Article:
I had a very interesting and pleasant experience on a carpet cleaning job in Dublin this week.
My customer was an elderly lady, with a lovely welcoming smile. She showed me the job, which was to clean the carpets in large living room and a hall. Just before I started, she told me how a neighbour of hers (a young lad as she described him) had told her she was mad to pay €115 for the job. He assured her that he could have someone clean it for less.
She then told me that she had been on the point of calling us to cancel the job. However, she began to think about it…this was the third apartment that the lady had lived in and she had used Aqua-Dry to clean carpets in all three locations.
"I realised I’ve been very happy with all the work your company has carried out over the years, so I decided not to cancel. It is so reassuring to have someone I can trust in my home”, she said.
Now I have no doubt that people are carrying out work more cheaply than we are. It has always been more important to us that we provide value for money. Value for money is composed of a lot more than just price.
The components that we would deem important are the following:
Anyway, needless to say, the job went very well but I’ll leave the last word to my customer.
"How many stars can I give? It was an absolutely wonderful job! Tom is an absolute gentleman, he was very obliging, moving some things out of the way that I was unable to move myself. He paid such attention to detail and the standard of care was amazing. It was a thoroughly good job, what more can I say? Just amazing!”
Frances Delaney, Carpet Cleaning Dublin 3, 12/10/2016
If you have any questions about cleaning upholstery please contact us now – or call us on 01 - 8400799 or email firstname.lastname@example.org.
Read more: Our expert Tom's previous blog post "How long does Carpet Cleaning take to dry?"
Value for Money – Carpet Cleaning
When it comes to carpet cleaning, what constitutes value for money?
While many may have different definitions of what constitutes value for money in carpet cleaning, our definition is this:
You also want to know that the company really cares about their customers’ satisfaction. After every carpet cleaning job, we contact our customers to ensure that they were satisfied with the job. See our testimonials page to find out what they have said.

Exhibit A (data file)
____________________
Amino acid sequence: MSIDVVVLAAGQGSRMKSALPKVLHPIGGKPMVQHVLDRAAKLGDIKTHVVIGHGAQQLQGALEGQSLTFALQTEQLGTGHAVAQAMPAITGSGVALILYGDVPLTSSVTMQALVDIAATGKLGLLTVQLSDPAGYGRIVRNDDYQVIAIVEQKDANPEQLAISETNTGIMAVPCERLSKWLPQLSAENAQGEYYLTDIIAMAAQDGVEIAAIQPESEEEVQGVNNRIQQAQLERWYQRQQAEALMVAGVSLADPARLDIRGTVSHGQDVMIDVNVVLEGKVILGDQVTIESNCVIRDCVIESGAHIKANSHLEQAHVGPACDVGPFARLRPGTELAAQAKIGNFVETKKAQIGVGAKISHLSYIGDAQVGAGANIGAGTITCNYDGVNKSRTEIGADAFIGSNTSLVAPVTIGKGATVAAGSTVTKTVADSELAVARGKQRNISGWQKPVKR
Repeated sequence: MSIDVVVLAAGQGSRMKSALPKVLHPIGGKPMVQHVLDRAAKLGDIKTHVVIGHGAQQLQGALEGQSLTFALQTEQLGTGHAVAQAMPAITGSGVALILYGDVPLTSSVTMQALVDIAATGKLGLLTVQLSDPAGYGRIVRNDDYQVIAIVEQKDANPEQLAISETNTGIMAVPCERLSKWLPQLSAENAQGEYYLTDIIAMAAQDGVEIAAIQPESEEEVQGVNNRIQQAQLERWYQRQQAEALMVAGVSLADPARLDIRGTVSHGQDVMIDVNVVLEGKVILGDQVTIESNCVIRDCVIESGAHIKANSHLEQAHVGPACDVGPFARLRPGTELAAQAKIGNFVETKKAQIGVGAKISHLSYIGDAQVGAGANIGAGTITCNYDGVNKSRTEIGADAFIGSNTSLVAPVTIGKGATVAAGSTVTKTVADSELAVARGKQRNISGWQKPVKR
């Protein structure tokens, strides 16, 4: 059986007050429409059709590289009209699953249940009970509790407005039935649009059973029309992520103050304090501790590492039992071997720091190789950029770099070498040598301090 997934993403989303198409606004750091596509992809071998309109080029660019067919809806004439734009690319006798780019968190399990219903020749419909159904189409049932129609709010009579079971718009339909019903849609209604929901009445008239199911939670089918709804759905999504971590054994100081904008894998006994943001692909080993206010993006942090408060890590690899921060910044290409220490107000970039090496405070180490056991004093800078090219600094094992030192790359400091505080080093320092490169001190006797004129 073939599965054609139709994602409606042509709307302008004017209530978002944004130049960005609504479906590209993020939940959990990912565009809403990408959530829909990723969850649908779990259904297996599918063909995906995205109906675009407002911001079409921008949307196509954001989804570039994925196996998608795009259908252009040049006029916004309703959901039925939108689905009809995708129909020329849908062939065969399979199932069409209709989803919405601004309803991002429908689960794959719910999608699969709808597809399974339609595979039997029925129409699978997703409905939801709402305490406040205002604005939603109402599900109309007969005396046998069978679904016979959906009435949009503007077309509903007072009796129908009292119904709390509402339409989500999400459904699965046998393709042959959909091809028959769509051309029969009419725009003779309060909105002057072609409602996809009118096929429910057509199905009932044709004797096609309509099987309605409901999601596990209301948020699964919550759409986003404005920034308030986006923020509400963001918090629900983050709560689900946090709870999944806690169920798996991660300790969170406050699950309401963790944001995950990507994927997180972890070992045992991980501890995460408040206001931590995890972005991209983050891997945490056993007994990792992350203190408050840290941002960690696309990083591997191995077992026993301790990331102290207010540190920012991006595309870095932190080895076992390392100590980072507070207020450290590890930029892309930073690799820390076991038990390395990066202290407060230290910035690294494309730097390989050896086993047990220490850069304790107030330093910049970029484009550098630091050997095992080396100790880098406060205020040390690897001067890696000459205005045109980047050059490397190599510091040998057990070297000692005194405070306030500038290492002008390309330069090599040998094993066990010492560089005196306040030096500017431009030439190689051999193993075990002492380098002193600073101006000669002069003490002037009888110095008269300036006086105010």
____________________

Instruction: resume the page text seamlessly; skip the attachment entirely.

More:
Value for money comes with carpet cleaning expertise
How do we achieve the cleanest clean? The carpet cleaning technician must be able to recognise what sort of soil he is looking at. We would take into account things like the location of the carpet, i.e. is it in the kitchen area, the living room, a busy reception area etc.
Also, the type of carpet is important to recognise. Why? Because carpet tiles should be cleaned in a different way to wool-rich carpets. Natural fibre carpets will respond best to products specifically designed to clean natural fibres. There are other products which are best used on synthetic carpets. The qualified technician should know which products are best practice for the carpet in question.
Best carpet cleaning equipment
Once we know what soiling we are looking at and the type of surface we are endeavouring to remove it from, the next important thing to consider is: which type of equipment will get the best results?
For wool rich carpet, the hot water extraction system is best. We operate truck-mounted machines which powerfully penetrate to the base of the carpet to remove soil.
For synthetic carpets e.g. Nylon, Hot Water Extraction is not always best. A combination of shampooing, bonnet cleaning or encapsulation cleaning usually works best.
It stand to reason that a carpet cleaning job that lasts say 6 months longer, reduces the cost of cleaning and the need to replace carpets prematurely.
So to summarize, a properly trained technician who knows what type of carpet and soiling he is dealing with, and who has the best equipment to remove that soiling will give the best value for money in the long-term.
Next: Read about a company who went for a cheaper quote than Aqua-Dry and it ended up costing them in the long run in Tom's blog post on Quality versus Price.